The Way of the Shepherd

Lloyd G. Hernandez MA 302 The Way of the Shepherd Two thumbs up for this wonderfully written book. This is a guide not just for wannabe managers but for everyone: down from students to ordinary people. This is I think could be a guide for a better way to live and interact with people around us. I really had a very good time reading the book and will be reading this one over and over again. The book is very easy to understand. The summary of the book will lead to the 7 Principles of the Way of the Shepherd: 1.

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Know the Condition of Your Flock – In here the book suggested that to be an effective leader/manager, it is elementary to know the condition of your people and the status of their work. You get to know them one by one and regularly talk to them. You should always be open to what they say and often ask them on the status of their work and even their life if they want to talk about it. 2. Discover the Shape of Your Sheep – The 2nd principle teaches us that it is a leader/manager’s prerogative to choose the right staff/people for his group.

A manager has all the chance to take in good people and let go of those who are not fit and undoubtedly very hard to manage to make flock management easier. 3. Help Your Sheep Identify with You – The 3rd principle teaches us that an effective leader must always ask from his people the best from them but at the same time showing them that you also is giving the best you can offer. A leader should be a good example not just in words but also in actions. A good manager always reminds their people that without them they cannot do anything.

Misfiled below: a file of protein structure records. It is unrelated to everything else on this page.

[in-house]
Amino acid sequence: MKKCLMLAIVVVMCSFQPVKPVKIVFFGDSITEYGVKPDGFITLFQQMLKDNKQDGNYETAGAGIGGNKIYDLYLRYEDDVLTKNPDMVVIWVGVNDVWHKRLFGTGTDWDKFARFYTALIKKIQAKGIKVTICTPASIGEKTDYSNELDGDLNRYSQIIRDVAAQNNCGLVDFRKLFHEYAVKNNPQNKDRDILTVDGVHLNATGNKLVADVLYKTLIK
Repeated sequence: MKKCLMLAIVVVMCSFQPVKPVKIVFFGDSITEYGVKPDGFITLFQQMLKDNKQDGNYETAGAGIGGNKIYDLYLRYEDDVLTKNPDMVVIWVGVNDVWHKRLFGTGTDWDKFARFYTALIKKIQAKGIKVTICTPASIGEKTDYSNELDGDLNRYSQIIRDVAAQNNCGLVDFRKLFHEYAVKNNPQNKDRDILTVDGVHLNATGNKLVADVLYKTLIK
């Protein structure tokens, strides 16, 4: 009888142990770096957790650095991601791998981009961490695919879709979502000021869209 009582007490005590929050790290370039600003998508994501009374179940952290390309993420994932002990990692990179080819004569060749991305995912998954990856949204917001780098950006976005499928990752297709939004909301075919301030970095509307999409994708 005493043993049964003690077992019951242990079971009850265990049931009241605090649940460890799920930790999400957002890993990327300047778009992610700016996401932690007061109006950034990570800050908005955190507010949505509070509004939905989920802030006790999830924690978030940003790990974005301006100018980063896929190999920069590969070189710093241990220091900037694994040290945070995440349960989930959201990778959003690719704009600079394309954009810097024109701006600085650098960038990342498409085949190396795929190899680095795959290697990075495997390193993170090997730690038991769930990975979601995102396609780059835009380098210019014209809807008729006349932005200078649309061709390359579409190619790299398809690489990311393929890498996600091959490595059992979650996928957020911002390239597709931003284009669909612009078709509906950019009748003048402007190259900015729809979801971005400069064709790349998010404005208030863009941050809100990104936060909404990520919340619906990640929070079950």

A manager sets good example and does this with compassion because according to the author, great leadership isn’t just professional; it’s personal. 4. Make Your Pasture a Safe Place – The 4th principle suggests that a leader/manager should always see to it that their people are in good hands. Always feed them information either bad or good. It is important that they hear it from their leader first rather than from others mouth. A leader should treat equal importance to all employees of whatever position they handle and is ready to remove someone who might cause disaster to the group.

A good leader is someone who is visible to their people most of the times and is regularly rotating their people for them to be able to mentally enhanced their capabilities 5. The Staff of Direction – The 5th principle teaches us that to become a good leader/manager, directing people with persuasion rather than coercion is very essential. A good leader gives freedom to their men but always instill in their minds the boundaries and limits to where there freedom is only up to.

A good leader gets in the way when their people gets in trouble and reminds them that failure isn’t fatal after all. 6. The Rod of Correction – The 6th principle teaches us that to be a good leader/manager it should always be in a leader’s mind and heart to Protect, Correct and inspect their men. A good leader fights for their men against attacks from other men but corrects them privately if they found it that it was their men’s fault. An efficient leader also sees to it that he knows the progress of their men and how they are doing in their works. . The Heart of the Shepherd – The last principle could probably be the very important. The author suggested that great leadership is a lifestyle, not a technique. Great leadership always involves the heart of the leader/manager. A great leader always sees to it that what he asks from their men are for everyone’s good. A good leader asks for something that is just appropriate for the team. A good leader uses his heart to guide the people around him and makes sure that they are all in good position at all times.